Lessons from Kenya #64

Don’t drink the water. I mean…seriously, no matter how filtered they tell you the water spigot is, just don’t do it. Take it from the girl who was diagnosed with Typhoid and Malaria by the Kenyan doctors. I found out later that I actually had a nasty bout of parasites called Giardia Lamblia, but it really did still feel like I was dying of the plague. Mt.Koh

Looking back on everything now, the series of events surrounding the acquisition of my little parasitic friend, Gary, is actually quite comical. Our major team of 30 had been divided by then into two groups of 15, and my herd was staying at a host home in a little town called Chesta.  it was actually one of the nicer places we were able to visit, and the family had a borehole that connected to a filtered faucet which they drank from repeatedly. I, of course, not even thinking twice, quickly filled up my camelback and quenched my thirst. I did this over and over and over throughout my stay there…this is important to note.

Three days later, we had a day off! So a handful of people, including my very best friend K and I, decided to hike Mt. Koh. Now mind you, here I am picturing an adventure much like the ones that I was used to in Los Angeles: distinctly marked dirt trails, alternating uphill and downhill slow gradients, and a leisurely pace. This was definitely not the case. Not only was there no path and pretty much a direct uphill route, our guide was just about running the whole time.

We finally make it to this plateau where a beautiful waterfall was trickling down over giant, flat rocks, and our guide said we were only about halfway to the real scenic area he was so set on reaching. But I would have no more of it; we had already been trekking for 4 hours! Thankfully, K was just as winded as I was and volunteered to stay with me in this little oasis we had discovered. So the rest of the group journeyed on, and K and I sprawled out in the cool shade with our feet dipped in the water. After about an hour of relaxing, though, things started to take a turn for the worse. I suddenly had the most excruciating stomach pain and became violently ill. There was no way we could head back on our own, so I was stuck on the side of the mountain when Gary first came into my life.

Some hour or so later the group finally returned. Turns out they were too tired to make it to the top and turned back (luckily for me). So here I am, super sick, and I still had to find my way down the mountain. Needless to say, I fell on my butt a good 12 times, but I made it! By then, my stomach had settled down to a small rumble, so I thought I was in the clear. Again, I was greatly mistaken.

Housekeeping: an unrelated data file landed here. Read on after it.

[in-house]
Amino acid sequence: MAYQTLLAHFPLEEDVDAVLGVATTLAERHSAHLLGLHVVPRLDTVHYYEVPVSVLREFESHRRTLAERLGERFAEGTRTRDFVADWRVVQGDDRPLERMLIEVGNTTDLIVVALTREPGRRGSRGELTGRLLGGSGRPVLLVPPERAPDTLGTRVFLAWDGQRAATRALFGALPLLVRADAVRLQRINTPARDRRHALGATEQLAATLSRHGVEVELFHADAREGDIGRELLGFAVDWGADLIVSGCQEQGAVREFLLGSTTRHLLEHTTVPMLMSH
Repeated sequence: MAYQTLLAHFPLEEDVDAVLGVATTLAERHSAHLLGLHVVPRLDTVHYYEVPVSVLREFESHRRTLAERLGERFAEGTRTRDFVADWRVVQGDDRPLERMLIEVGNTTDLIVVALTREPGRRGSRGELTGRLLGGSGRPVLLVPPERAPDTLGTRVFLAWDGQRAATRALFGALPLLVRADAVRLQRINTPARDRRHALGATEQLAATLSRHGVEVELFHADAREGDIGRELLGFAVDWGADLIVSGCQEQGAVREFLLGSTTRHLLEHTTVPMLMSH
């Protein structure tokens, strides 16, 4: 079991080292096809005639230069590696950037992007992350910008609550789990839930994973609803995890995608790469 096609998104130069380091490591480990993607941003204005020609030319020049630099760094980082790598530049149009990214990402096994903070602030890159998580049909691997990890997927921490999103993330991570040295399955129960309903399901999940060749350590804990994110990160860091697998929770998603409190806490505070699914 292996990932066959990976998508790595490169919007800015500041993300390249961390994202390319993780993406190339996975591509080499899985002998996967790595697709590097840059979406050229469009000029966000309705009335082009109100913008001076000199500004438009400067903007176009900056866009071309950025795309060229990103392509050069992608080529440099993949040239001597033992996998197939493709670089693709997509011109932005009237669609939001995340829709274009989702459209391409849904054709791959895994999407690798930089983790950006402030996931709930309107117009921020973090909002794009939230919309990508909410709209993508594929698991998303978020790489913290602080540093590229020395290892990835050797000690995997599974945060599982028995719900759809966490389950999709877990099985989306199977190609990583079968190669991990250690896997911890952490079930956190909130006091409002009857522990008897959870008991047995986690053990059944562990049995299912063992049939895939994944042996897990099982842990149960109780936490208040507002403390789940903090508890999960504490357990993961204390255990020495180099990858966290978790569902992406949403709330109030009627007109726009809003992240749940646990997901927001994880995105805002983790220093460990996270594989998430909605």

By the time we reached the next town, Kitale, I was experiencing the same severe stomach pains but this time coupled with intense body aches and chills. Kitale was at least 100 degrees outside, and I was zipped up in my mummy sleeping bag all the way, still shaking like a leaf. Then, every 30 minutes or so I had to run down the road, past the aggressive donkey, to the outhouse. Man, was I a mess. Finally, one of my group leaders decided it was time for me to see a doctor, which was not the easiest feat. We had to take a piki-piki (motorcycle) to the main road then hop on a matatu (mini van taxi thing filled with people) just to get to the main town. It was an hour or more trip one way.  matatu

Now, let me describe the doctor’s office for you. The front of the building is a little convenience store that sells household items such as rat poison and traps, disinfectant, and other miscellaneous goods. I had to walk through this foyer into a tiny back room where the doctor did an initial check up and took down my symptoms. He then sent me next door for blood work. The lab was a dark little shack that fit two people, myself and the technician, with one microscope and hundreds of little glass panels with drops of blood in them. He quickly pricked me and sent me back to the doctor. After waiting what only felt like 2 minutes, the main physician declared that I definitely had Typhoid and Highland Malaria (which was supposedly resistant to the medication I was taking that was meant to prevent this exact situation). The treatment? One intravenous cycle of medication and one shot right in the buttox. I looked at my mentor nervously, but she seemed confident in the diagnosis, so I agreed to the prescription. Once that was over, I was sent back with about a weeks worth of Ciproxin.

To be honest, I didn’t feel much better even after taking the Cipro. I knew I wasn’t going to be 100% again until I was able to get proper treatment back at home in California. So I had to make a choice: do I stay in Kenya and finish out the last month I had? or do I go home early to get some relief?

I stayed. I knew in my gut that I would forever regret leaving early, and I only had a few more weeks left. I could do it..no, I WOULD do it. So I did. I was diligent about my medication, then took on a more naturalistic remedy of tea and filtered (for sure this time) water, and I survived! But I wouldn’t recommend it.

So here is another lesson from Kenya: unless you were blessed with the stomach and immune system of a native, think twice before you drink the water. Trust me, you don’t want Gary knocking on your door. But even if he does come to visit, know that it will be ok! You will survive. You will get through it. And you will have the most amazing story to share. I know I do.

Love Always,
A Gary-Free Freedom


3 thoughts on “Lessons from Kenya #64

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